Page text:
Dimarzio's defending their double cream

Discussion in 'Pickups' started by Big John, Jul 15, 2016.

  1. Big John

    Big John it's all about the shirt V.I.P. Member

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    Don't know the details, but it appears that 'ol Larry is going after a boutique winder for making and selling double cream humbuckers. That's all I know. Feel free to add your 2¢...
     
  2. DavidRamey

    DavidRamey Senior Member

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    I hope Dimarzio's loses. They should never had been given that trademark. Both Gibson and Fender made double cream humbuckers before Dimarzio's.
     
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  3. TheX

    TheX Voice of Reason

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    Another BS lawsuit.
     
  4. copperheadroad

    copperheadroad Senior Member

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    Tricky Larry ........:hmm:
     
  5. vmjoe

    vmjoe Senior Member

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    That nonsense is enough for me to never consider purchasing his pickups.
     
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  6. Guitar Rod

    Guitar Rod Senior Member

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    How's about everyone crowdfund their defense and challenge of this unreasonable copyright?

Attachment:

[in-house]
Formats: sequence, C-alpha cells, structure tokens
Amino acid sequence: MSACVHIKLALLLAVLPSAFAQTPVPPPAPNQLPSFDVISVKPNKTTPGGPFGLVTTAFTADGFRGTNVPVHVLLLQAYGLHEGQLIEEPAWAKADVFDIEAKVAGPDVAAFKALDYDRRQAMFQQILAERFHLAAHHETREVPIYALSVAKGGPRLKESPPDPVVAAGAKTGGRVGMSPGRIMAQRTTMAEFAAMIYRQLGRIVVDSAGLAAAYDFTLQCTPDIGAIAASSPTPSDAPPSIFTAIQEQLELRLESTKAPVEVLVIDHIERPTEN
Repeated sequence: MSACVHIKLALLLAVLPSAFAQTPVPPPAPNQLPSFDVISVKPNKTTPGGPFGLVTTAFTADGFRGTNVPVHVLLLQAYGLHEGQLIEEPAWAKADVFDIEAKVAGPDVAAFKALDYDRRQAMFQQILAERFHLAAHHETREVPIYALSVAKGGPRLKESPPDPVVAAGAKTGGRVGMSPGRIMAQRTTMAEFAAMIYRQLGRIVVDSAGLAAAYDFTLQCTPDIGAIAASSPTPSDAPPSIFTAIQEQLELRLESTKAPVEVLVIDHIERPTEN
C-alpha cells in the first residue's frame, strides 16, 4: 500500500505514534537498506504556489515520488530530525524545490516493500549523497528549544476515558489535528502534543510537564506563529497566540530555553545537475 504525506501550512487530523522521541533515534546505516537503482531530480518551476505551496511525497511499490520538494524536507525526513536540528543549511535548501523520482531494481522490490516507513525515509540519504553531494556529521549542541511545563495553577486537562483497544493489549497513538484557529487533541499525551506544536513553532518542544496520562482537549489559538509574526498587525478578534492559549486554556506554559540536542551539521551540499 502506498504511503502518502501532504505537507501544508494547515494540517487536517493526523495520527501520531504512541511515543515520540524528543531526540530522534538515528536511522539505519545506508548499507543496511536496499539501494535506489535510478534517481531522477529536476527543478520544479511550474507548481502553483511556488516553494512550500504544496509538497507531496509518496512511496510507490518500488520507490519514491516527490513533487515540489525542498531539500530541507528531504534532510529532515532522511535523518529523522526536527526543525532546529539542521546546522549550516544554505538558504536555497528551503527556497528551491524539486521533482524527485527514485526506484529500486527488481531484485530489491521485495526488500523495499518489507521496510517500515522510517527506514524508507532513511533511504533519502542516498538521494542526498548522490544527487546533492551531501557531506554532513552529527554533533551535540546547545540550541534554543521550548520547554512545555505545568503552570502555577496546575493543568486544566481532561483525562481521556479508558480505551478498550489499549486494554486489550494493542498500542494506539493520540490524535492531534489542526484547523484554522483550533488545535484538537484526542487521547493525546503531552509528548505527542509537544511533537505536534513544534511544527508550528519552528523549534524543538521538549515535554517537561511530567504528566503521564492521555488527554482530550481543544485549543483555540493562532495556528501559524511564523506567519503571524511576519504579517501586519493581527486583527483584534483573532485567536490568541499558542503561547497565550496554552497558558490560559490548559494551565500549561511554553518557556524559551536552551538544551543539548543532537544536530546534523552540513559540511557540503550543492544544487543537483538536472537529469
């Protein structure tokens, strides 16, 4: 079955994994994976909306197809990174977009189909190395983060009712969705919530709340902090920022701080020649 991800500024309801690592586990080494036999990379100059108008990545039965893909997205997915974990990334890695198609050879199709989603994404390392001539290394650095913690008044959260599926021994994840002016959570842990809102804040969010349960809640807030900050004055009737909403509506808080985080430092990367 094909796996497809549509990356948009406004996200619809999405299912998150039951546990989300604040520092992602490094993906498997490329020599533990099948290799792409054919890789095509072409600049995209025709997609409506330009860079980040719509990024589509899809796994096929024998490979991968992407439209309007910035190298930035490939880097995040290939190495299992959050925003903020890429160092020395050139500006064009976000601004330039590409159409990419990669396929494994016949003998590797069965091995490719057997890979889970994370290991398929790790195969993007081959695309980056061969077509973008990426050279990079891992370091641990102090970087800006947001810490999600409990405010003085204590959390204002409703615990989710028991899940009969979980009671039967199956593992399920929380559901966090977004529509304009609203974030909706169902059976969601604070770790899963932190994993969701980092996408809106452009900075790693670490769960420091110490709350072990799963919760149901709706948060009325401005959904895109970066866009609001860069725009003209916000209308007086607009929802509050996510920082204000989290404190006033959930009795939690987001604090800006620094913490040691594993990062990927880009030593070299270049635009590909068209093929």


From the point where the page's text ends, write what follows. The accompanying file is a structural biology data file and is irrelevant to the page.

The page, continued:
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  7. ezra1

    ezra1 Senior Member

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    Who is getting served ?
     
  8. tazzboy

    tazzboy V.I.P. Member

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    Believe Wolfe of Wolfe Tone Pickups is helping a competitor challenge DiMarzio in Lawsuit over this. You might want to contact Wolf for the Deets.
     
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  9. Who

    Who I'm back. Back in the New York groove.

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    It's neither. It's a "trademark". And saying "Gibson did it first" doesn't change that.

    "Burger King" was not the first company to be "The Home of The Whopper", but they did trademark it. And then forced a local business around here to take down their sign that had been on display for decades.


    DiMarzio trademarked something that stood out on their product. if they don't defend the trademark, they will forfeit it. I support DiMarzio on this. Not because "I like it", but because they ARE working within a system. We have rules. You'd hate it if we didn't.
     
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  10. cooljuk

    cooljuk Transducer Producer Premium Member

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  11. Who

    Who I'm back. Back in the New York groove.

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    Let anyone on this site get the slightest whiff of a non-Gibson guitar with an "open book" profile headstock.... we get all :run:

    But another company holds a trademark, and we're all "he's a dick", "we don't like that", "I can't believe a company can trademark that".


    This forum has specific rules that we don't display "replica" guitars. But show a pic of your non-DiMarzio double-cream set, and no one says a darn thing.



    [​IMG]
     
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  12. lunchbox

    lunchbox Senior Member

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    Douchemarzio
     
  13. Who

    Who I'm back. Back in the New York groove.